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First Hawaiian language Bible published in a single volume

[BIBLE – HAWAIIAN].
Ka Palapala Hemolele a Iehova ko kakou Akua. O Ke Kauoha Kahiko A Me Ke Kauoha Hou i unuhiia mailoko mai o na olelo kahiko …Including: Ke kauoha hou a ko kakou haku e ola'i a Iesu Kristo oia ka olelo hemolele no ke ola, a na lunaolelo i kakau ai.
Oahu and Honolulu, American Bible Society, 1843. Large 8vo (24 x 14 cm). Later half calf.
€ 6,950
Second edition of the entire Bible in the Hawaiian language, but the first edition (in octavo) to be published in a single volume. The translation, a joint effort of American missionaries and Hawaiian advisers, was a monumental work of language and scholarship. "Neither of the two very different groups of people who produced the Baibala - the missionary scholars working with ancient texts and the Hawaiian chiefs and advisors, guardians of a millennium of traditional Kanaka learning - could have produced even a pedestrian Bible translation on their own. Together, through over a decade of incessant and mostly fruitful labor and cooperation, they created a work for the ages, among the best Bible translations of their century, and an enduring literary monument today" (Lyon).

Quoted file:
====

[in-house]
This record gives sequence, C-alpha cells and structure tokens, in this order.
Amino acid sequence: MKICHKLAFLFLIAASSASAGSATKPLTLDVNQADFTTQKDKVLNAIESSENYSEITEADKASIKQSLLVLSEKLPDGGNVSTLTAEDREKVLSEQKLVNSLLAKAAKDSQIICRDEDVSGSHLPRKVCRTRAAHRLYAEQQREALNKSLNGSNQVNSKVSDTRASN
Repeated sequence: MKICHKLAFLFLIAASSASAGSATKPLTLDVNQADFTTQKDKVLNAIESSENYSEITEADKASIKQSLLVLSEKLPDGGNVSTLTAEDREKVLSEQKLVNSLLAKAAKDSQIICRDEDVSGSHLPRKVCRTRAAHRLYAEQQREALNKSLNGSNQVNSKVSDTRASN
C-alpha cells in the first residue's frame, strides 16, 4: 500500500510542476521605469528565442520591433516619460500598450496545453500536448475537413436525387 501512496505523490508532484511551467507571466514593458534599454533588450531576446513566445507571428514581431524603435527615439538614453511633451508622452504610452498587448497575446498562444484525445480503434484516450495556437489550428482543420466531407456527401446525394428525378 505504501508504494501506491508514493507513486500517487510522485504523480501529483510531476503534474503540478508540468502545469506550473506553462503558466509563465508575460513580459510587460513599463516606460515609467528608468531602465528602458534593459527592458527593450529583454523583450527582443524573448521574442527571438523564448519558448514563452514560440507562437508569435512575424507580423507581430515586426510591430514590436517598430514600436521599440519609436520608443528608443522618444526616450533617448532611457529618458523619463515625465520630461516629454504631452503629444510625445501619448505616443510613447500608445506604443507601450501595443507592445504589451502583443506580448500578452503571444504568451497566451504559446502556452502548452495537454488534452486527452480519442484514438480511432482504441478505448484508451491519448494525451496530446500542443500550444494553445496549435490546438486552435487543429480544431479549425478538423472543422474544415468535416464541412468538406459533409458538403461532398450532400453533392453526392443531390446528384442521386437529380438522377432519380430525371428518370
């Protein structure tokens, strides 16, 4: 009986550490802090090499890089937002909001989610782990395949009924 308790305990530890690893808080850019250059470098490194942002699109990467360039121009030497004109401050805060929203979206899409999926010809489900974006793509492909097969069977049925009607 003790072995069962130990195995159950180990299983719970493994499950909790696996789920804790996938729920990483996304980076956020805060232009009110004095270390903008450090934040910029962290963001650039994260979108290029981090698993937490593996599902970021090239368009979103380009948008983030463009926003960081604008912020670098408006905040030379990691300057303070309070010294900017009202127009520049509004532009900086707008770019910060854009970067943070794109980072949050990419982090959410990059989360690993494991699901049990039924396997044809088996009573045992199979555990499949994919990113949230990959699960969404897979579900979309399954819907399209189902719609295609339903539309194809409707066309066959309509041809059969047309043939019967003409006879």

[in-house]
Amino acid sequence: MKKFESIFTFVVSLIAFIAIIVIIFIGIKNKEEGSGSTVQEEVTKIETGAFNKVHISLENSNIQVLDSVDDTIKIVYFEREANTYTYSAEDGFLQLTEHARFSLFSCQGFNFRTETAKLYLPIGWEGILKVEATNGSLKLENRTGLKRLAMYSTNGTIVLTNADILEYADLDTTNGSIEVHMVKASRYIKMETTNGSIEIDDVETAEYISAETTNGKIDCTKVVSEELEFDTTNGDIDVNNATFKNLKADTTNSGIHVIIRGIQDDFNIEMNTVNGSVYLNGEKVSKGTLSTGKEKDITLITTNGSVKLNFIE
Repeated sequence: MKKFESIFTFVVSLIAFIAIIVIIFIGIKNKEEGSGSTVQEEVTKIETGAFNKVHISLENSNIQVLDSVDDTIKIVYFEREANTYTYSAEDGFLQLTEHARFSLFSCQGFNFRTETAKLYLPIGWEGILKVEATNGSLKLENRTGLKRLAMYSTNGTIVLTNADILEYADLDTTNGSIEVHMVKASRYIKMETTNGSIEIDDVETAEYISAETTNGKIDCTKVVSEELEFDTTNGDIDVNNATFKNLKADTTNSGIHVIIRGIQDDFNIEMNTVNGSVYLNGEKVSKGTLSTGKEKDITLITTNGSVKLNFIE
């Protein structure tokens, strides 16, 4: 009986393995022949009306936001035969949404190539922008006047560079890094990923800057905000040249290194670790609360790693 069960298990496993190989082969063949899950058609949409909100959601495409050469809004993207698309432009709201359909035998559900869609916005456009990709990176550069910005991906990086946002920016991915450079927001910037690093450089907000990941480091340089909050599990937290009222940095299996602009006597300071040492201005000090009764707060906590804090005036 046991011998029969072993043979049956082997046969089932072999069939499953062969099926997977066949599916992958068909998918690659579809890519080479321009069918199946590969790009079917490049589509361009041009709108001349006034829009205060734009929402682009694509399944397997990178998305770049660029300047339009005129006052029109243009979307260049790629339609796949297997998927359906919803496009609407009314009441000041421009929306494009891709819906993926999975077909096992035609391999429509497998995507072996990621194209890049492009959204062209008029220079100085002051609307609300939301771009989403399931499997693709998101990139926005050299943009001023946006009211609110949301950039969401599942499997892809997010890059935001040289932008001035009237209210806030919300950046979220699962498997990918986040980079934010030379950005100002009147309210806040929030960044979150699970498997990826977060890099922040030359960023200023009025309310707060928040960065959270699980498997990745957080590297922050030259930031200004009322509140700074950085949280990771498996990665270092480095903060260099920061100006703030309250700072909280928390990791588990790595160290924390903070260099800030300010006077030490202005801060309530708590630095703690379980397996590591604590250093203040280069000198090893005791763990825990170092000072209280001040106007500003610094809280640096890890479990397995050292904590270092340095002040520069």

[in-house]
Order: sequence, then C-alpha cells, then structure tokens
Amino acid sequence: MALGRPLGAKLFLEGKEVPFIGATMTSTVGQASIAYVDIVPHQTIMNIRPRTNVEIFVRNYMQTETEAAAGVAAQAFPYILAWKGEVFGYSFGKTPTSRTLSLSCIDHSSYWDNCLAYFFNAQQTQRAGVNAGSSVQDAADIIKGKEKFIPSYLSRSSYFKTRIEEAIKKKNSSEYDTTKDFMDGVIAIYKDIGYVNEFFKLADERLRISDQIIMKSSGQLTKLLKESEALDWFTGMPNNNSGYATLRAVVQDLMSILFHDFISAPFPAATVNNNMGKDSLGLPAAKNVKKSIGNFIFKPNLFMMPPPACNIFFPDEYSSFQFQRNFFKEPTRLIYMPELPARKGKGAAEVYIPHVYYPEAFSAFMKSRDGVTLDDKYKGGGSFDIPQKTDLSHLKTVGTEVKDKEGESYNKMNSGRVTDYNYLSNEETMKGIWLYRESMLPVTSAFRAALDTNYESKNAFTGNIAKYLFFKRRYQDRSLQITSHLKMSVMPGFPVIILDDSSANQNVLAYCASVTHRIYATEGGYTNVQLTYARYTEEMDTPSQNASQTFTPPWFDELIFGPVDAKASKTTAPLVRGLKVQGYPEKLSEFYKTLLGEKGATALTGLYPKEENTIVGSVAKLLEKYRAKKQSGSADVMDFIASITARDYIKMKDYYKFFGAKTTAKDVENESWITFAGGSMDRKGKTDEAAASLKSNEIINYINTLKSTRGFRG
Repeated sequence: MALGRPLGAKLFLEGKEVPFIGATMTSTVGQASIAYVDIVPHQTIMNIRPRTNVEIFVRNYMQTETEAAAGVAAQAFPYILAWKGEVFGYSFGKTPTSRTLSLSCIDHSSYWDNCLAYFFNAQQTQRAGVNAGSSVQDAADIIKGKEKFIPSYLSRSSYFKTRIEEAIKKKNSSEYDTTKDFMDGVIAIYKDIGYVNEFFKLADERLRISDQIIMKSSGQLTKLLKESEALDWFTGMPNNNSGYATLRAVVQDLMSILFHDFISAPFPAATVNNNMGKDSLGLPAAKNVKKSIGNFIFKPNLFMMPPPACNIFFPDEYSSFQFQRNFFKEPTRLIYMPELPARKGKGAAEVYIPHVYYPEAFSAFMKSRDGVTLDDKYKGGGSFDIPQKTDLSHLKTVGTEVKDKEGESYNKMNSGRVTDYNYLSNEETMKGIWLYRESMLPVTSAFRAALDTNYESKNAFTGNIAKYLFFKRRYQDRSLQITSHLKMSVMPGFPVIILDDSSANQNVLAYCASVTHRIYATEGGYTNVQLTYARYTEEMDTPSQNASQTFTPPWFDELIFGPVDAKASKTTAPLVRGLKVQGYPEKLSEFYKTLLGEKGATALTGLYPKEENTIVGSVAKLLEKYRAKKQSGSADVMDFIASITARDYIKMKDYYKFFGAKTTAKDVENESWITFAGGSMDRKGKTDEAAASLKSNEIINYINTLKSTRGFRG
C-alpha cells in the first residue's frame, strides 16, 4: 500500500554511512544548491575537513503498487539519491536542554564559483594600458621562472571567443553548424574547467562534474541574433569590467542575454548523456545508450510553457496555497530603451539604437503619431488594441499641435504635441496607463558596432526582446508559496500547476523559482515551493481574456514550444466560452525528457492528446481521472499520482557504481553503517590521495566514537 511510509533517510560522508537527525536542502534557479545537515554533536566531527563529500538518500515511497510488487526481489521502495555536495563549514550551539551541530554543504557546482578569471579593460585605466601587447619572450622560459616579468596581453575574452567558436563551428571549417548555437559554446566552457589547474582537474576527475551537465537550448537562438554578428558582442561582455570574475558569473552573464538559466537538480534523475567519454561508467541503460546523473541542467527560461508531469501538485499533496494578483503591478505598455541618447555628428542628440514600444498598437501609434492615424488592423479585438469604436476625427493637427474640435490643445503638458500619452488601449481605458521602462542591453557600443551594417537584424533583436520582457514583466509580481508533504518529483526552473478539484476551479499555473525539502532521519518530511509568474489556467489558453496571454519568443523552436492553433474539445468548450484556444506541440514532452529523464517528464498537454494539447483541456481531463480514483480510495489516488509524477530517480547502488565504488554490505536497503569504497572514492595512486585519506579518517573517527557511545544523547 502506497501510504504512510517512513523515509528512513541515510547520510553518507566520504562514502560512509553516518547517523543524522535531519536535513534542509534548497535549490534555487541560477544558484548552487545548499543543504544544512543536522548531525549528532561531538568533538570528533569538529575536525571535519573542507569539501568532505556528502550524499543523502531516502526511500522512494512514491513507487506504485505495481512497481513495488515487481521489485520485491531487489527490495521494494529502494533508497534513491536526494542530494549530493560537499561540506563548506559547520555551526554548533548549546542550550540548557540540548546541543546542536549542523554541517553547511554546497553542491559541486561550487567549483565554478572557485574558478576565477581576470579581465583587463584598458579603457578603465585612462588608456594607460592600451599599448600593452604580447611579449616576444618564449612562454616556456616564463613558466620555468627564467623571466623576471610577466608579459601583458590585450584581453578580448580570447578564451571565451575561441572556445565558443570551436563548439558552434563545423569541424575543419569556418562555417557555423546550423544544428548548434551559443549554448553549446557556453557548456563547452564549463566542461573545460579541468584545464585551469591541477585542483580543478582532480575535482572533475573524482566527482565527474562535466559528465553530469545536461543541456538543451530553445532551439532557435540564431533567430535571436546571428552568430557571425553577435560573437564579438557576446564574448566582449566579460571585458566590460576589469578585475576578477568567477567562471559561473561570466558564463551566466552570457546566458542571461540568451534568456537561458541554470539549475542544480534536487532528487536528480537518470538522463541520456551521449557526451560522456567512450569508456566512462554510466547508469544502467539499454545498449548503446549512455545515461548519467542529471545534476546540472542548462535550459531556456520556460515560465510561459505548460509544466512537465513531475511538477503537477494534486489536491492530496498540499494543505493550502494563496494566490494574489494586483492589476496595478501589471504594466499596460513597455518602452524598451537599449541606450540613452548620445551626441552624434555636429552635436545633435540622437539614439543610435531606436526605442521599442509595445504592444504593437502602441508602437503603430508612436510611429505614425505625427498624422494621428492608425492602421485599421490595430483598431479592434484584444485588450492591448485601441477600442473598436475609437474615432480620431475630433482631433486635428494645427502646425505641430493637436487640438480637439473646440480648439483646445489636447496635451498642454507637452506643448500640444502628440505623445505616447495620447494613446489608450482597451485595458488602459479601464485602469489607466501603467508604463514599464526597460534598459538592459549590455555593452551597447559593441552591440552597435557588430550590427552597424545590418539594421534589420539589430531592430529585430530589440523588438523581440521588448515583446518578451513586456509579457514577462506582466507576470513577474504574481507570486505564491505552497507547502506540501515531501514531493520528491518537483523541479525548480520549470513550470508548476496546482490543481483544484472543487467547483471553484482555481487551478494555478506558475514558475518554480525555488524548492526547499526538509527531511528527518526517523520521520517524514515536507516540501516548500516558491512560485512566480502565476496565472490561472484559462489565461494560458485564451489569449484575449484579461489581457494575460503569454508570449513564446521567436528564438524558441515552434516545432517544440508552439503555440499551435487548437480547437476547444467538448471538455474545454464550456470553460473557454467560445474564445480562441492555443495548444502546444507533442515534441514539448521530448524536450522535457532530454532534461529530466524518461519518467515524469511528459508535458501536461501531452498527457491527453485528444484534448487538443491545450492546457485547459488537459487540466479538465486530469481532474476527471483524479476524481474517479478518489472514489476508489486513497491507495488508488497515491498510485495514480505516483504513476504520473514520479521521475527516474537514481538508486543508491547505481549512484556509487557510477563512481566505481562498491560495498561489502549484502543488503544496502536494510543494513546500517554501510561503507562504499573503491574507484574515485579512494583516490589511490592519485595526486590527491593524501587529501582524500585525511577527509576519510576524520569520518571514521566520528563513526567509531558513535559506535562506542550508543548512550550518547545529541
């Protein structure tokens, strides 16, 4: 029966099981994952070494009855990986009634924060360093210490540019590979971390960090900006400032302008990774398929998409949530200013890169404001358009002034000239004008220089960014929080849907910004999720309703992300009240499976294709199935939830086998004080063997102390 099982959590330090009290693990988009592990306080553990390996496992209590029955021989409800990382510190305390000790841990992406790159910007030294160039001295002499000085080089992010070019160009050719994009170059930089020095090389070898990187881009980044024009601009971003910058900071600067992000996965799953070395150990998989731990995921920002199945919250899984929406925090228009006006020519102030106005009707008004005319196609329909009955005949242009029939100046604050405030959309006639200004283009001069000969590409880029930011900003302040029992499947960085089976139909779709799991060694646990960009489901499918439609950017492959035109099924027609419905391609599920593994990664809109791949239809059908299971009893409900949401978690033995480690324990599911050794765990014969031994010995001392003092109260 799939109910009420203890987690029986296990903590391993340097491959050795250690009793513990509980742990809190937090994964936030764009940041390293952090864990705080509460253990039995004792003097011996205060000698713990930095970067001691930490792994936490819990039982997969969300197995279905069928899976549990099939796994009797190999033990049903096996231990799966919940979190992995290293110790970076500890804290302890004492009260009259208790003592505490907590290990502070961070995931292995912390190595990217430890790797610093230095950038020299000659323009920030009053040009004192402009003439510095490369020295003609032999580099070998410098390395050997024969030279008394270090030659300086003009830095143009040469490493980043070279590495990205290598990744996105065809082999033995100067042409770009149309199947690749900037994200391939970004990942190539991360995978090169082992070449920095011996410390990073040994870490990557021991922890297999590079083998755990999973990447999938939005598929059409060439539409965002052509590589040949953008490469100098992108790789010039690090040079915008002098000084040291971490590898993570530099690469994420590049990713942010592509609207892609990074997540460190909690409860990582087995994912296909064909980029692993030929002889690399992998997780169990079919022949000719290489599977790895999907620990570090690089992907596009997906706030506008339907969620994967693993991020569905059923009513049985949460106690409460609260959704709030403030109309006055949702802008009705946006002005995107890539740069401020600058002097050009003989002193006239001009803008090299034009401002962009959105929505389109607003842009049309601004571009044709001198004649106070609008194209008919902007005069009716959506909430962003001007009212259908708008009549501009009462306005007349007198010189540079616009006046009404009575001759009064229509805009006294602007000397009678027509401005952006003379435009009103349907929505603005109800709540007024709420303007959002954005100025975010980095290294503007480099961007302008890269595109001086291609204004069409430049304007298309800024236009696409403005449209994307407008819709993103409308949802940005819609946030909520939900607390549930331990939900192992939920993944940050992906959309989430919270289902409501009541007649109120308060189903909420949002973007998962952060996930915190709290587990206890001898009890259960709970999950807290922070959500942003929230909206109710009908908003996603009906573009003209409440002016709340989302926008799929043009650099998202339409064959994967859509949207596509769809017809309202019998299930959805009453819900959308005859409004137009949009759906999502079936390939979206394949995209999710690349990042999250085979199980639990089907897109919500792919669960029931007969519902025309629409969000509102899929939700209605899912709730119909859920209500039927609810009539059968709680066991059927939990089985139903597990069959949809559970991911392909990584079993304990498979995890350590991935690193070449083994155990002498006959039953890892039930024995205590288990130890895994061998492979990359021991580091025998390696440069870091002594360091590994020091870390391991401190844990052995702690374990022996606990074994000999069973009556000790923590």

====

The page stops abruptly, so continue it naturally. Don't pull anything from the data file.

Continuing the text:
The first gospels in the Hawaiian language were printed in 1827-1828, ultimately leading to a complete translation of the New Testament in 1835, which was revised in 1837. The first translation of the Old Testament was published in 1838 and, together with the 1837 New Testament incorporated in a complete edition of the Bible in three volumes. In 1843 these texts were reprinted, with several mistakes corrected, in a more compact version and then bound together to form this edition of the Bible. Apparently sales of the 10,000 copies printed were slow, with records showing that "between 400 and 600 Bibles were bound and presumably distributed each year" (Forbes). This slow distribution could explain why no new edition of the complete Bible in Hawaiian appeared until 1868.
With an 1853 owner's inscription on the title-page. Slightly foxed and with several sections slightly browned; a very good copy.
Forbes 1416; Judd 165; Lyon, "No ka Baibala Hemolele: The making of the Hawaiian Bible", in: Palapala I (2017), pp. 113-151.
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Religion & devotion  >  Bibles, Devotional Works & Psalmbooks